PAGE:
The x87 is unusual compared to most other floating-point units. It _only_ supports 80-bit operands, henceforth termed "real80". All double and float operands are first converted to 80-bit, all arithmetic operations are performed at 80-bit precision, and the results are reduced to 64-bit or 32-bit precision if required. This means that the results can be significantly more accurate than on a machine which supports at most 64 bit operations. However, it also poses challenges for writing portable code. (Footnote: The x87 allows you to reduce the mantissa length to be the same as 'double or float, but it retains the real80 exponent, which means different results are obtained with subnormal numbers. To precisely emulate double arithmetic slows down floating point code by an order of magnitude).

Apart from the x87 family, the Motorola 68K (but not ColdFire) and Itanium processors are the only ones which support 80-bit floating point.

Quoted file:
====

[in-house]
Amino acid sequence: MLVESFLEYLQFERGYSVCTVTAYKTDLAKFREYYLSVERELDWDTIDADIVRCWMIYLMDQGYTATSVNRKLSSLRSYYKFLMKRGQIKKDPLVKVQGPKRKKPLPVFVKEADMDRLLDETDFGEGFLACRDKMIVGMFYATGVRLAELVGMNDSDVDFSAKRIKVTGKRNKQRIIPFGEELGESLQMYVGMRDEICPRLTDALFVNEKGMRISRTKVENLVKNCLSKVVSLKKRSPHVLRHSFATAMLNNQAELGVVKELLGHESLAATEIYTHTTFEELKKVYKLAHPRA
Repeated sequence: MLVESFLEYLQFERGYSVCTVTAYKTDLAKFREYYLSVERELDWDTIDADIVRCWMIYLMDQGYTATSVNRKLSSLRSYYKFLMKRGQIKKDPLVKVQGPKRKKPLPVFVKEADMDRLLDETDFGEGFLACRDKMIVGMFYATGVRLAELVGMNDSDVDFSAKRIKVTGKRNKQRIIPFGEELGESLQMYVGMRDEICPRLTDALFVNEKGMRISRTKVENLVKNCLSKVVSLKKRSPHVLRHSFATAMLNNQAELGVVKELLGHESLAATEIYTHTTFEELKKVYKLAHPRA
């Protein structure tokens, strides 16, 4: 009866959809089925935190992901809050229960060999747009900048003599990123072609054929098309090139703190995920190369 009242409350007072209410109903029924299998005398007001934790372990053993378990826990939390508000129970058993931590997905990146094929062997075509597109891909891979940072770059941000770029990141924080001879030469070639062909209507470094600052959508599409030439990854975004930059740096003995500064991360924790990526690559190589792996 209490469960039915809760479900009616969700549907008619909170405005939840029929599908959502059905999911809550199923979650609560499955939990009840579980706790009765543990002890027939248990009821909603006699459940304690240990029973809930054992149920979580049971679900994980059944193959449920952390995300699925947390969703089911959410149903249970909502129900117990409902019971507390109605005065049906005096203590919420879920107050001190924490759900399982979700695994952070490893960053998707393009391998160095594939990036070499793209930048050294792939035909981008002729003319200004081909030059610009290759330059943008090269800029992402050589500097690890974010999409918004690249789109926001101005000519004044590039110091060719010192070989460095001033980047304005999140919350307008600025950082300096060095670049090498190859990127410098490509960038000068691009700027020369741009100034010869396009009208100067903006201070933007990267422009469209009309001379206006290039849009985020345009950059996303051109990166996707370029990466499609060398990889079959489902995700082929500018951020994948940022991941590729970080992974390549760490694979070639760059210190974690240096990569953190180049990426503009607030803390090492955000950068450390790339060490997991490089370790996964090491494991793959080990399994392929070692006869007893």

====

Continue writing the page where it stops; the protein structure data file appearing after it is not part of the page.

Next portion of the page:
A similar issue relates to the FMA (fused multiply and accumulate) instruction, which is available on an increasing number of processors, including PowerPC, Itanium, Sparc, and Cell. On such processors, when evaluating expressions such as x*y + z, the x*y is performed at twice the normal precison. Some calculations which would otherwise cause a total loss of precision, are instead calculated exactly. The challenge for a high-level systems programming language is to create an abstraction which provides predictable behaviour on all platforms, but which nonetheless makes good use of the available hardware.

D's approach to this situation arises from the following observations:

  1. It is extremely costly performance-wise to ensure identical behaviour on all processors. In particular, it is crippling for the x87.
  2. Very many programs will only run on a particular processor. It would be unfortunate to deny the use of more accurate hardware, for the sake of portability which would never be required.
  3. The requirements for portability and for high precision are never required simultaneously. If double precision is inadequate, increasing the precision on only some processors doesn't help.